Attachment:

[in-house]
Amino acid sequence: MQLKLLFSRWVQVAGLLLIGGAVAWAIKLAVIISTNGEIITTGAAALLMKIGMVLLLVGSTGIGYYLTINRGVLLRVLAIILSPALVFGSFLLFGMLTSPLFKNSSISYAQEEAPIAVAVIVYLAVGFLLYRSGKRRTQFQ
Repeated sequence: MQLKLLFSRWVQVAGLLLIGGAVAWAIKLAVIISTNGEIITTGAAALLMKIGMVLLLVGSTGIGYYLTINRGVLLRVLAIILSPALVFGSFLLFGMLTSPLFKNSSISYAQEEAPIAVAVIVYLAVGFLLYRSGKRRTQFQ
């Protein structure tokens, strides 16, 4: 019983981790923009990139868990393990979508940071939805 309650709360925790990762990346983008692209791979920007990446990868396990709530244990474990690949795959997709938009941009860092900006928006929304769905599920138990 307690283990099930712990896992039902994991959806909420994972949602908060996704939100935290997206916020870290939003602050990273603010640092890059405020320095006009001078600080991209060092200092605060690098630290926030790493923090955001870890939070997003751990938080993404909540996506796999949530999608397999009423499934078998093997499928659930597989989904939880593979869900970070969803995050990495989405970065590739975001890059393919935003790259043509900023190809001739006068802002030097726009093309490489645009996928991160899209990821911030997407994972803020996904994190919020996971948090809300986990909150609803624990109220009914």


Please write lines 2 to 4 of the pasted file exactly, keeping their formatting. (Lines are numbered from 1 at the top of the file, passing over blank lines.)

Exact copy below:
Amino acid sequence: MQLKLLFSRWVQVAGLLLIGGAVAWAIKLAVIISTNGEIITTGAAALLMKIGMVLLLVGSTGIGYYLTINRGVLLRVLAIILSPALVFGSFLLFGMLTSPLFKNSSISYAQEEAPIAVAVIVYLAVGFLLYRSGKRRTQFQ
Repeated sequence: MQLKLLFSRWVQVAGLLLIGGAVAWAIKLAVIISTNGEIITTGAAALLMKIGMVLLLVGSTGIGYYLTINRGVLLRVLAIILSPALVFGSFLLFGMLTSPLFKNSSISYAQEEAPIAVAVIVYLAVGFLLYRSGKRRTQFQ
């Protein structure tokens, strides 16, 4: 019983981790923009990139868990393990979508940071939805 309650709360925790990762990346983008692209791979920007990446990868396990709530244990474990690949795959997709938009941009860092900006928006929304769905599920138990 307690283990099930712990896992039902994991959806909420994972949602908060996704939100935290997206916020870290939003602050990273603010640092890059405020320095006009001078600080991209060092200092605060690098630290926030790493923090955001870890939070997003751990938080993404909540996506796999949530999608397999009423499934078998093997499928659930597989989904939880593979869900970070969803995050990495989405970065590739975001890059393919935003790259043509900023190809001739006068802002030097726009093309490489645009996928991160899209990821911030997407994972803020996904994190919020996971948090809300986990909150609803624990109220009914």